Abort sports? That's avoidable.
Alter sports? That's advisable.
As in demoting the 'roid revelations of Manny Ramirez while upgrading the sweet swing of UNLV's tennis team.
As the status of sports slips at stations nationwide -- remember Fox-5 benching weeknight sports? -- viewers continue consulting Blackberrys, iPhones, Web sites and sports nets to nourish their national sports needs. "Highlights at 11" teasers in which local newscasts promise the national sports lowdown are hurtling toward irrelevancy.
Under such circumstances (also plaguing newspapers), survival demands localism in both quantity and placement. Channel 33's "Sportszone" produced by Channel 3 -- its quarter-hour yielding eight minutes of sports -- is an instructive scorecard monitored over two nights recently. And "local" could have commanded coverage more commensurate to the shifting landscape.
One night, rather than local leads, "Sportszone" defaulted to Ramirez and the firing of Diamondbacks manager Bob Melvin before a brief, footage-free mention of the 51s loss to Fresno. Following were NBA pieces -- Hawks vs. Cavs and two player suspensions -- before a substantive local story, the Wranglers vs. the Alaska Aces in the conference finals, was shoehorned in. A preview of the Hard Rock's Dawson-Tarver rematch was dropped in near broadcast's end.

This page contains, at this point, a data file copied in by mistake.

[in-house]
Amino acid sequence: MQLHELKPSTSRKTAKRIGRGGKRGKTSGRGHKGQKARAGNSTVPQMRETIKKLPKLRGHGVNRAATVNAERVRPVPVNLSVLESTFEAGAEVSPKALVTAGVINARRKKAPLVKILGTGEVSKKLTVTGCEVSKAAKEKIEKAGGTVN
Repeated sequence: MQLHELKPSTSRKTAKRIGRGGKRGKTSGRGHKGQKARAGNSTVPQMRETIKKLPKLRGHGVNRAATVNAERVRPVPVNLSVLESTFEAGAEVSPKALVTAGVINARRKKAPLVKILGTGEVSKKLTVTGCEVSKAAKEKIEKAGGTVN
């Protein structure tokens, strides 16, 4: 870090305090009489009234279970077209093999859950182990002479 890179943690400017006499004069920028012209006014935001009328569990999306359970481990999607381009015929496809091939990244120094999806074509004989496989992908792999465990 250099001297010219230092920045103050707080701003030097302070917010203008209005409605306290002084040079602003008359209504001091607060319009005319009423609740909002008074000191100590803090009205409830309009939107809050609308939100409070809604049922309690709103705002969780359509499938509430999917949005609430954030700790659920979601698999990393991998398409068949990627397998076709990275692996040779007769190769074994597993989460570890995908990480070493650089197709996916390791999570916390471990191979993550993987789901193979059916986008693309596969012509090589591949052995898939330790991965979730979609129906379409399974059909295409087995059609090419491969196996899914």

Another night, Randy Howe's first-rate feature on UNLV's tourney-bound women's tennis team was relegated to "Sportszone's" second block, behind the PGA Tour and just ahead of the dead-last Wranglers-Aces story. The leads: Lakers-Rockets, Celtics-Orlando and Alex Rodriguez.
Coulda-woulda-mighta stories: CSN's Coyotes in the NJCAA baseball tournament, the Plaza's boxing card and potential cuts in Nevada high school sports ... or the 11th helping of yelping over Manny since that day's breakfast.
"Manny was the big story that night, whether it was local or national," says anchor Kevin West. "If we did an all-national show, then you could poke holes in it. But people are watching because it's sports and you have good stories."
Traditional thinking -- good stories are good stories, whenever or wherever -- now dangerous to sportscasts slowly fading to viewer blackout. West rightly claims local sports aren't ignored -- high school/college competitions do merit coverage -- but neither are they optimized under a new paradigm demanding local emphasis even at the expense of sexy steroid scandals. Viewers awaiting those stories are not awaiting "Sportszone."
About 70 percent of Southern Nevada homes are hooked to cable/satellite, and it's likely serious fans figure hugely among them, having purchased sports packages, and with no need of a "Sportszone" amen of national headlines.
Sportscast salvation isn't around the country, but around town. Now if only we could book Rodriguez/Ramirez at Cashman Field for Steroid Sluggers Day. (Imagine the promotional giveaways.)
Contact reporter Steve Bornfeld at email@example.com or 702-383-0256.